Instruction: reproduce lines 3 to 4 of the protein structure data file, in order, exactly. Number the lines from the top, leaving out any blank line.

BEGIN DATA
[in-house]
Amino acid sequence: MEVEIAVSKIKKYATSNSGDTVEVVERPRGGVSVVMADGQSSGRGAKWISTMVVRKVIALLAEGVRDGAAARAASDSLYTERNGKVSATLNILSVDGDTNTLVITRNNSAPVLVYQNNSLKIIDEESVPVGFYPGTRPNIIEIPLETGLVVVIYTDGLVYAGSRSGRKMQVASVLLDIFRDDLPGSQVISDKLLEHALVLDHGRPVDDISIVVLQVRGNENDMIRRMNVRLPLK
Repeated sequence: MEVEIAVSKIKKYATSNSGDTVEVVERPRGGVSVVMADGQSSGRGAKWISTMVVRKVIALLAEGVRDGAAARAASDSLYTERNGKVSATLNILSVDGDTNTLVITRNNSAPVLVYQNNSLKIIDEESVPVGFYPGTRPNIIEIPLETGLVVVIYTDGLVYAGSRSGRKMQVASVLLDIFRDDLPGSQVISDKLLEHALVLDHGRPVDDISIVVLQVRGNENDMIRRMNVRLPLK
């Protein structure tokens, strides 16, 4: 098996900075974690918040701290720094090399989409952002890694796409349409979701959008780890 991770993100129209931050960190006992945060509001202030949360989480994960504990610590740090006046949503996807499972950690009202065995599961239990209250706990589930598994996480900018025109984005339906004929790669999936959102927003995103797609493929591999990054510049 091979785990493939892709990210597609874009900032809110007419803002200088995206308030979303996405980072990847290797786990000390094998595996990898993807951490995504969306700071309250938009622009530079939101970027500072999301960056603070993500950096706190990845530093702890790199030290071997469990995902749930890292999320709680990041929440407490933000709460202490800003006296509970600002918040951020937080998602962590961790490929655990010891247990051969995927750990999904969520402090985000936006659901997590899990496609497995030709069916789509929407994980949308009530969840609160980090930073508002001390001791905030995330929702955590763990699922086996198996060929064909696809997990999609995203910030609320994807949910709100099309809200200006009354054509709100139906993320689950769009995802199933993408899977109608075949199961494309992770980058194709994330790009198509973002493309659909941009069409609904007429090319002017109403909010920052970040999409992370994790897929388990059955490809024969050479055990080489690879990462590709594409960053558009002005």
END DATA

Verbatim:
Repeated sequence: MEVEIAVSKIKKYATSNSGDTVEVVERPRGGVSVVMADGQSSGRGAKWISTMVVRKVIALLAEGVRDGAAARAASDSLYTERNGKVSATLNILSVDGDTNTLVITRNNSAPVLVYQNNSLKIIDEESVPVGFYPGTRPNIIEIPLETGLVVVIYTDGLVYAGSRSGRKMQVASVLLDIFRDDLPGSQVISDKLLEHALVLDHGRPVDDISIVVLQVRGNENDMIRRMNVRLPLK
């Protein structure tokens, strides 16, 4: 098996900075974690918040701290720094090399989409952002890694796409349409979701959008780890 991770993100129209931050960190006992945060509001202030949360989480994960504990610590740090006046949503996807499972950690009202065995599961239990209250706990589930598994996480900018025109984005339906004929790669999936959102927003995103797609493929591999990054510049 091979785990493939892709990210597609874009900032809110007419803002200088995206308030979303996405980072990847290797786990000390094998595996990898993807951490995504969306700071309250938009622009530079939101970027500072999301960056603070993500950096706190990845530093702890790199030290071997469990995902749930890292999320709680990041929440407490933000709460202490800003006296509970600002918040951020937080998602962590961790490929655990010891247990051969995927750990999904969520402090985000936006659901997590899990496609497995030709069916789509929407994980949308009530969840609160980090930073508002001390001791905030995330929702955590763990699922086996198996060929064909696809997990999609995203910030609320994807949910709100099309809200200006009354054509709100139906993320689950769009995802199933993408899977109608075949199961494309992770980058194709994330790009198509973002493309659909941009069409609904007429090319002017109403909010920052970040999409992370994790897929388990059955490809024969050479055990080489690879990462590709594409960053558009002005």